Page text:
• Plus you will be craning your neck to see the screen and straining to hear!

3) How High Should I place my device?

  • Your device screen should be about eye level when you’re sitting at the piano. This enables you to easily and comfortably see the screen and anything screen-shared such as a music score. This is where a mounting bracket comes in handy!

  • In the absence of a mounting bracket, you can elevate your device by piling books on top of an end table etc. One client of mine taped her cellphone to the back of a chair! But again, a mounting bracket is more secure, particularly for a tablet or cellphone. A laptop on a flat, elevated surface is more stable. Adjusting for Face to Face Communication

  • Proper height facilitates eye contact! Having eye contact at times during the lesson enhances enjoyment of the lesson and helps the student feel more connected.

  • A laptop screen can be easily angled up to one's face or down to the keys, or depending on your setup, may be able to capture both at once. With a tablet or smartphone, a mounting bracket will provide even more flexibility.

  • As a teacher, I sign in on two devices simultaneously so that my students can always see both my face and piano at all times and not feel they are speaking to a wall!

4) What is the best Camera Angle?

It’s important for your teacher to be able to clearly see both your hand posture and your keyboard.

These excellent views resemble the view I would have of the student’s hands if I were sitting beside them in an in-person lesson.

To achieve this type of view, place device off to one side AND in front of piano, with screen angled diagonally & fairly close to keys as shown below:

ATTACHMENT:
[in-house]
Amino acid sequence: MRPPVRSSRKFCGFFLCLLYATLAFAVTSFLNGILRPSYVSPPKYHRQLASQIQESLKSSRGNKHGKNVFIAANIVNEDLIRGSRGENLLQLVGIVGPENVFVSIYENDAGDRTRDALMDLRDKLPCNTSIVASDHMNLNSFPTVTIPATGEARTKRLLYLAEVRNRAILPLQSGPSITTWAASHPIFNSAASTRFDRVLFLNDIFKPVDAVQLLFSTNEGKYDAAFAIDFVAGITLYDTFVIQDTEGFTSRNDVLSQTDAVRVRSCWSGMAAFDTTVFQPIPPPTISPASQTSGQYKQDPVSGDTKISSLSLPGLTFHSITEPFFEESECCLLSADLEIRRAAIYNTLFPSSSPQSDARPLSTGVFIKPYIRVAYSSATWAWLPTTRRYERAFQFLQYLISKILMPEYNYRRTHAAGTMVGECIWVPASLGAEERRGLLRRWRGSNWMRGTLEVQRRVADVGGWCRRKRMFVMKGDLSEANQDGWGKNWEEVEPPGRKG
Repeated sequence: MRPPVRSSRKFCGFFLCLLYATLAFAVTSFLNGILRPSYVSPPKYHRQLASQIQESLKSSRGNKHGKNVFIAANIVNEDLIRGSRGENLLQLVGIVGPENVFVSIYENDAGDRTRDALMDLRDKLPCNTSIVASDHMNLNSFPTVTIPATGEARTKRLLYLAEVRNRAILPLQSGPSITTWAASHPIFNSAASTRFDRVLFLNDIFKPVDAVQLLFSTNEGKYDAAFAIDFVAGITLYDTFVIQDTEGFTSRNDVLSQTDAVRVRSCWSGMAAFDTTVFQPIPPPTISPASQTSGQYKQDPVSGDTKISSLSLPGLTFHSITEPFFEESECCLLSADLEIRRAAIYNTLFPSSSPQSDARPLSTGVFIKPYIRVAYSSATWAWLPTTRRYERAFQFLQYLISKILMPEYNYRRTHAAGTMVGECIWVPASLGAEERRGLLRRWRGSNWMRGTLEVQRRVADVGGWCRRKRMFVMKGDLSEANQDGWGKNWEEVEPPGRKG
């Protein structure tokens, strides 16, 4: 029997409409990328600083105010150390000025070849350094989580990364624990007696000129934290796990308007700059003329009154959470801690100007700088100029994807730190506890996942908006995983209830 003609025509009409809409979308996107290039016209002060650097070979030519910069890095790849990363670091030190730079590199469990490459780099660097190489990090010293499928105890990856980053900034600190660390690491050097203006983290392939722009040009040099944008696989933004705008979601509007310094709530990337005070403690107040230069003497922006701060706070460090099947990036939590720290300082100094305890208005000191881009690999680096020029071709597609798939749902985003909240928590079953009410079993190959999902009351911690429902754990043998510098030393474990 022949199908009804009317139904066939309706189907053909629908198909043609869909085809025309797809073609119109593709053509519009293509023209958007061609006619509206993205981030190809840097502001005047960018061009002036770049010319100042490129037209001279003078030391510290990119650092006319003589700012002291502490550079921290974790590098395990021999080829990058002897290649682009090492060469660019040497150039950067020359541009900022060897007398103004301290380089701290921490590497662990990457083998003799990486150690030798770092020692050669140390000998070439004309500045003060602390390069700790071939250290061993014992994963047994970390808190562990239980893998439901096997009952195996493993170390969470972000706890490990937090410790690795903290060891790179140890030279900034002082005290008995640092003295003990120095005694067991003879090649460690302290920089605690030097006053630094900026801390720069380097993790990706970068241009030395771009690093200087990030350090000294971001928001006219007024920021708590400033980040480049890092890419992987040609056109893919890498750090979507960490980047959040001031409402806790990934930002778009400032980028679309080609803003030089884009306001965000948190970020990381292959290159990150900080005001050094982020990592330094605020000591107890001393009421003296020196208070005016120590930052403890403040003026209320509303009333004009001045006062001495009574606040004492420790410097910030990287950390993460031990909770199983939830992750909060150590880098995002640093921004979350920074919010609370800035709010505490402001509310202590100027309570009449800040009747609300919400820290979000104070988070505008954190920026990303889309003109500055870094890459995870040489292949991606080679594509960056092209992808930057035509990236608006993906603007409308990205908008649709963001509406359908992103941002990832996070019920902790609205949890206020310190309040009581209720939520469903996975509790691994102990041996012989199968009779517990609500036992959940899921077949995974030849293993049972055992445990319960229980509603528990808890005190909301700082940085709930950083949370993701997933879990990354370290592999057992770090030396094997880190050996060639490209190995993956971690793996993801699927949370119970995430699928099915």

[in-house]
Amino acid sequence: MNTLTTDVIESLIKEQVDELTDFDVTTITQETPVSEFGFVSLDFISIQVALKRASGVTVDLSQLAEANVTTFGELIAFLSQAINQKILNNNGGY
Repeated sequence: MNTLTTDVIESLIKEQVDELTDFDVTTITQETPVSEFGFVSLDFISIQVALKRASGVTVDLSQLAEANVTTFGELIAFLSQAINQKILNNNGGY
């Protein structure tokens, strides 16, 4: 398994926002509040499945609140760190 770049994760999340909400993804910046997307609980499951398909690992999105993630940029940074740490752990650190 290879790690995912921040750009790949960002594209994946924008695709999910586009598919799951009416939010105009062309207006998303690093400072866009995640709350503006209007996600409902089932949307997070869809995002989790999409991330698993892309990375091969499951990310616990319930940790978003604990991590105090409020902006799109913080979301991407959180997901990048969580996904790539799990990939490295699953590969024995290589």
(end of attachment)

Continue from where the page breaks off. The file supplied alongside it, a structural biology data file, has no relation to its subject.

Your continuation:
Note the keyboard angle that appears on-screen when this view is achieved.

(Here, device camera is on the left side; you may need to angle your device differently if camera is located elsewhere.)

5) What about Lighting?

Your own natural lighting is fine in most cases, but the light should be situated behind your device camera, not in front. If sunlight is pouring into the room and causing a distracting or blinding onscreen glow, it may be necessary to draw the window coverings and turn on a room light.

Other online setup tips:

  • Use your newest devices – the newer the device, the faster the Internet speed. Older devices may not keep up with the latest Internet speeds

  • For best results, limit/close other Internet use in your household during the lesson

  • If feasible, hard-wire your device to the Internet via Ethernet cable rather than connecting with wifi as this will give you a stronger, more stable connection

  • Test the Internet speed of your device when it is near your piano to ensure you have adequate Internet speed at that spot in your home. While a download speed of over 90 mbps would be great, I have found 35 - 50 works well. When speeds hover around the 10 or 20 mbps, connectivity issues may make the lesson unfeasible.

  • Eliminate background noise (TV etc.) as this will compete with your device microphone

  • Ensure your device is fully charged or plugged into a power source during the lesson

So now you're all set for success! And whether in-person or online, I look forward to "connecting" with you at the piano!